Whether you’re starting your first business or you’re a long-time business owner, you can’t be expected to be an expert in commercial property law. However, the reality is that renting a commercial space to pursue your livelihood can have some tricky implications. Before signing a lease and making a long term commitment, you need to learn a bit about how to negotiate a commercial lease agreement.
Initial things to consider
The first lesson in how to negotiate a commercial lease agreement is to sit down and evaluate your business needs. Think about each of the following:
- The proper amount of square footage you will need.
- The number of employees you will be accommodating.
- The cost per square foot of space you are considering.
- The zoning laws, i.e does the law allow for your type of business to reside at the location you are considering?
- The ease with which your customers will be able to visit your site, i.e is there enough parking? Is it free or does it require payment or validation?
These very basic questions are the backbone of being able to choose the right location. Answering them is crucial to being able to find a property that truly meets your needs.
Upon finding the right location, it is important that you assemble a team to assist you in negotiating the commercial lease agreement and closing the deal with the prospective landlord. If you’re based in Sydney, we can assist you with the requirements of a commercial lease agreement NSW.
This is the time to make sure you are working with a knowledgeable commercial real estate agent and commercial property attorney. You will also need to consider if you have enough capital for the initial costs, like paying some months rent up front, or if you will need a small business loan. It will be important for you to shop around for the right type of investment funds if need be.
How to negotiate a commercial lease agreement: 10 issues to look out for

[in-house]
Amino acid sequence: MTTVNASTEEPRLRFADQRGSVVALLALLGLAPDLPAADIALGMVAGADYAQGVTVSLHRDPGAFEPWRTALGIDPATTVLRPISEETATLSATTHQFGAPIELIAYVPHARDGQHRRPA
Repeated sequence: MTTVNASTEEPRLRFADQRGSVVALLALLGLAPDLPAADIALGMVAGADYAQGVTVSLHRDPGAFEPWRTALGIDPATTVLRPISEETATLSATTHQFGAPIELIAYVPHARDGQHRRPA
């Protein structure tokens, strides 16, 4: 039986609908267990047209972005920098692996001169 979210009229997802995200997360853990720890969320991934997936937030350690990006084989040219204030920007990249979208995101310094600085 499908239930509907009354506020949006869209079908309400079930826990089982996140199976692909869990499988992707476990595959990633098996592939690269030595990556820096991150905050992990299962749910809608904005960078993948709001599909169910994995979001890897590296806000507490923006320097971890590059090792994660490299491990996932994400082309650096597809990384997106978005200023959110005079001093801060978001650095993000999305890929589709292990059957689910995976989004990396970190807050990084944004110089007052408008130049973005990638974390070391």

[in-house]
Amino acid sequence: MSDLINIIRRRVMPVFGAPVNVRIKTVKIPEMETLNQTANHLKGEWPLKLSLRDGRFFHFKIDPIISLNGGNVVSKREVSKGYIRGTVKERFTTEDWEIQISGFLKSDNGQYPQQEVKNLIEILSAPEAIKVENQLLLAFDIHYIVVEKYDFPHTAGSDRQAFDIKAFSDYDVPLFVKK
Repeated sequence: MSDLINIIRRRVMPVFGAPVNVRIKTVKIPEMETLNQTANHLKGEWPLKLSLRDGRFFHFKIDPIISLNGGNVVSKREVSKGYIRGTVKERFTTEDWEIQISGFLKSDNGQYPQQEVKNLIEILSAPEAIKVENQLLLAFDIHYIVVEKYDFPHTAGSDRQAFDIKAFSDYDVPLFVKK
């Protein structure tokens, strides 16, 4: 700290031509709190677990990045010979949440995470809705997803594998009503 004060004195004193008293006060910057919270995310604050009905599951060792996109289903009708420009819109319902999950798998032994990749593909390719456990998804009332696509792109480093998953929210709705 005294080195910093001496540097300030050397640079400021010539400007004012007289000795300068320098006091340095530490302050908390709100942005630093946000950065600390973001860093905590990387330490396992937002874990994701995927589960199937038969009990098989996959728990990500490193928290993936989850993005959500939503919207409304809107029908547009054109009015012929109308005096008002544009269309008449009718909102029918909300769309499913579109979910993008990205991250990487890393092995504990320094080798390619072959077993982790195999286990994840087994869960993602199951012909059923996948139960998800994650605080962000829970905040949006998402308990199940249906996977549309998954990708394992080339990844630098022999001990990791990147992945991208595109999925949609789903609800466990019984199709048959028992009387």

Once you have your team assembled and your location(s) chosen, it will be time to start reviewing the lease offerings. It is important that each member of your team understands how to negotiate a commercial lease agreement. Ensure they read all of the possible lease agreements fully and completely before reaching an agreement.
Everyone involved should look out for the following 10 issues:
- The cost structure of the lease payments; length of the lease and any possible rent increases.
- True square footage available to you.
- Actual zoning approval documentation.
- Cost of all utilities and the party responsible for their payment.
- Inspections allowed prior to and during the term of the lease; including which party will bear the cost of repairing or replacing items identified as not being up to legal code.
- Cost of repairs; both due to ordinary wear and tear and those of a more extensive nature.
- Property return rules; will you be required to return the premises to its original condition? This includes paint colours, removing after lease shelving or other minor property alterations and reconfiguring changes in space partitions, such as temporary walls.
- Subleasing arrangements.
- Penalty clauses.
- Options to renew.
During the course of your negotiations, it will be necessary for you to trust both your real estate agent and your attorney to work out a deal that is in your best interests. As both of these people are professionals, they are less likely to become emotionally involved in the negotiation process. Hence, listening to their advice will be paramount to the lease being in your and your business’s best interest.
You should never enter into a lease agreement from a purely emotional standpoint. However, you should also be careful not to walk away from a good deal due to momentary glitches or disagreements during the course of negotiating the commercial lease contract. In these instances, allow yourself to rely on the sound judgment of those professionals you have surrounded yourself with.
Finally, every lease should clearly define the available options to opt-out of the lease at various times during the course of the lease, such as at renewal time. The lease terms should also define the opt-out parameters in the event that your business has to close before the lease is up. While no one wants to plan for failure, it is important that the terms of early termination of lease be well defined and understood by all parties.
And lastly, be sure to read and carefully review the clauses pertaining to the handling of legal disagreements between the landlord and the tenant. These clauses can also be negotiated with regard to:
- Payment of legal fees;
- The use of mediation to initially settle legal differences;
- Abolishing the legal right to sue the landlord or the tenant in favour of using binding arbitration.
Now you know the basics of how to negotiate a commercial lease agreement. If you find yourself in need of assistance with this or any other legal issue, please contact the law offices of Owen Hodge Lawyers. We have some of the best contract lawyers Sydney has to offer, and at Owen Hodge, we are always happy to assist clients in understanding the full ramifications of any and all of your legal needs. Please feel free to call us at your earliest convenience to schedule a consultation at 1800 770 780.